TThe Woodill Wildfire was conceived and
produced in Tustin during
1952-58 by Dodge/Willys dealer B. R. “Woody”
As you drive
through the North Tustin area of Lemon Heights
and Cowan Heights, admiring the beautiful homes
that line the streets, it is hard to believe
that this was once raw, undeveloped land.
C.E. Utt and
Sherman Stevens, who formed the San Joaquin
Fruit Co. and planted citrus on 1,000 acres of
flat land purchased from James Irvine in 1906,
recognized the possibilities of the hill
property in 1910 and acquired 600 acres, which
would become known as Lemon Heights because of
the citrus they planted.
George E. Marcy,
a wealthy Chicago businessman who often visited
this area, later bought a large portion of the
Utt/Stevens property as well as other property
in the area, reaching a total of 17,000 acres.
established the headquarters for Marcy Ranch on
the west side of Newport Avenue, just north of
today’s Barrett Lane.
Most of the land
purchased for the ranch was unfit for
cultivation, but Marcy had other plans for it.
One of his goals was to develop a large park of
about 300 acres, similar to Smiley Heights in
Since the area
had only one well, water for irrigation was
brought from wells in Tustin and stored in a
large reservoir on the very top of the hill.
shady walks with an abundance of green planting
and a lake with swans were among the attractions
developed in the area. Access roads and scenic
drives were established.
Many visitors drove up the hill to enjoy both
the view and the park when it was completed. The
roads were popular test sites for those
considering the purchase of an automobile. A
vehicle that could maneuver the steep inclines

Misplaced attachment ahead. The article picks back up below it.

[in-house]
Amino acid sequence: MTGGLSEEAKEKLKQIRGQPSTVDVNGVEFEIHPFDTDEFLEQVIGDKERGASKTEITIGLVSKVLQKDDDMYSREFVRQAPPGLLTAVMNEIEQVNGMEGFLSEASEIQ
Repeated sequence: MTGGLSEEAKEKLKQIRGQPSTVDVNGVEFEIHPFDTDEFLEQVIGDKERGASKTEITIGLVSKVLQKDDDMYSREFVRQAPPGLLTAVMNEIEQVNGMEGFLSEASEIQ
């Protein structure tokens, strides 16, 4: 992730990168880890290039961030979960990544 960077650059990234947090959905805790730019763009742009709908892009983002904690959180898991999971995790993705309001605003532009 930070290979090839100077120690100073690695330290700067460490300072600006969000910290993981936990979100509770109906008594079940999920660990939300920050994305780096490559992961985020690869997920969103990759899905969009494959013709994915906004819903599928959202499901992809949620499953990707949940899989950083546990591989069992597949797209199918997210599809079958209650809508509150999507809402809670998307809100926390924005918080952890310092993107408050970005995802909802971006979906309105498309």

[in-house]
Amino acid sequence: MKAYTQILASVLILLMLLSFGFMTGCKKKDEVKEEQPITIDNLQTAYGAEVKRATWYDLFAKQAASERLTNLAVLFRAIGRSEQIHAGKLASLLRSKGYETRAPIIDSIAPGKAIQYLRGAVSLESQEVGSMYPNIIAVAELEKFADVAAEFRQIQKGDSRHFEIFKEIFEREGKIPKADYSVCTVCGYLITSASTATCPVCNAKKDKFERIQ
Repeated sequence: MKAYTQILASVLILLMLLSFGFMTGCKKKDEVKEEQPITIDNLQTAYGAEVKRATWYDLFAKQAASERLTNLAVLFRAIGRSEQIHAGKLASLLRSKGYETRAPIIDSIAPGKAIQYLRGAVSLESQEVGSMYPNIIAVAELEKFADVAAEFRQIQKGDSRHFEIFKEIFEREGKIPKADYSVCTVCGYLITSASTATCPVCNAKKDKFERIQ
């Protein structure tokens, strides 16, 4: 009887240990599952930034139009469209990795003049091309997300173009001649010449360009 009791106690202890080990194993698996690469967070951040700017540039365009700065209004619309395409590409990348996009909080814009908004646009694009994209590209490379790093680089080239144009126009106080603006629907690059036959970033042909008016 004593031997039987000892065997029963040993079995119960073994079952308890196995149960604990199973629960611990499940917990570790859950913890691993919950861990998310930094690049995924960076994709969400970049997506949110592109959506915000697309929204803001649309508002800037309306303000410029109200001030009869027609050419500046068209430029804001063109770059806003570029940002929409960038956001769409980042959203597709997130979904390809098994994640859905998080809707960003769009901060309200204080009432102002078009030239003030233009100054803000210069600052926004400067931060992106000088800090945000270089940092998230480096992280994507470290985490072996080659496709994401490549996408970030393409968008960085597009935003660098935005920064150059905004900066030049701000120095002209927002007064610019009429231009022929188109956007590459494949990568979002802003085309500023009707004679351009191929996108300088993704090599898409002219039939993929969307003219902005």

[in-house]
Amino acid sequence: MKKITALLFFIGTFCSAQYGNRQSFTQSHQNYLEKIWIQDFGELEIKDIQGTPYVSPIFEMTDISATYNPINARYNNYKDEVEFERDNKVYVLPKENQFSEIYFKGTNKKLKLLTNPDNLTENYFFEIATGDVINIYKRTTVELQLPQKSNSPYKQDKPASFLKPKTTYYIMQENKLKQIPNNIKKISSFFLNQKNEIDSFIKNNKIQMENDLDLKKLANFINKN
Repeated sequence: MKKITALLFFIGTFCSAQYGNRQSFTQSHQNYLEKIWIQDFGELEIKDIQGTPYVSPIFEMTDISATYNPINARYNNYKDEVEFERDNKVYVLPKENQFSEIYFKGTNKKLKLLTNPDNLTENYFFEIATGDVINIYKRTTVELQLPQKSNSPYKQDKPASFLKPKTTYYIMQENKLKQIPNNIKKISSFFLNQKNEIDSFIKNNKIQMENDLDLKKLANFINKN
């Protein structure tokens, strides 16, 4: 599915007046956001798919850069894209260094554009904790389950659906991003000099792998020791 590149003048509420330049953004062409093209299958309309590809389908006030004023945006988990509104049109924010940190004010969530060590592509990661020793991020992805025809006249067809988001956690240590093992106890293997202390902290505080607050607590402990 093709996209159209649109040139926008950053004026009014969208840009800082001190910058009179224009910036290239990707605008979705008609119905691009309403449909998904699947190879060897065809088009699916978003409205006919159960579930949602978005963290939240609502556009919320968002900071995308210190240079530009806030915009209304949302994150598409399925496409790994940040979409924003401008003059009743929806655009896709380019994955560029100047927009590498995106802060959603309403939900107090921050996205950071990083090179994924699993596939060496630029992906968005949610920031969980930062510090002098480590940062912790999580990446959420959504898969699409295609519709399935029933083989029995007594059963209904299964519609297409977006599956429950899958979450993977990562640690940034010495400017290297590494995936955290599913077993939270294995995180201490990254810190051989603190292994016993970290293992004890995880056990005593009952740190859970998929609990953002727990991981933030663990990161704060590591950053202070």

was considered powerful.
remains of the park is bordered by Cowan Heights
Drive, Skyline Drive and Equestrian Drive. Utt
kept about 200 acres south of the park for
growing citrus, grapes and peanuts.
Soon others were
acquiring land in the area. Samuel
Armor’s”History of Orange County, California,”
published in 1921 by the Historic Record Co.,
Los Angeles, lists former Chicagoan Robert M.
Simons as owning 90 acres of oranges and lemons
and Dr. and Mrs. Bartholomew with 65 acres, as
well as local residents, including Arthur Lyon,
who reportedly refused $108,000 for 39 acres of
citrus, and Dr. Wilella Waffle, a well-known
Santa Ana physician, who owned 30 acres of
“fine view of the valleys and plains,
constituting the central and south portions of
the county” that could be seen from the heights,
Armor predicted “doubtless many palatial
residences will be erected there in the near
future, whose occupants may thus perennially
enjoy the beauties of nature enhanced by the
arts of civilizations.”
came true when Walter Cowan purchased a large
chunk of the Marcy property with the intention
of using it for agricultural purposes, but
developed Cowan Heights after deciding the area
would make a wonderful residential area. Others
followed suit and Lemon Heights, which had only
a few homes including that of Utt, was also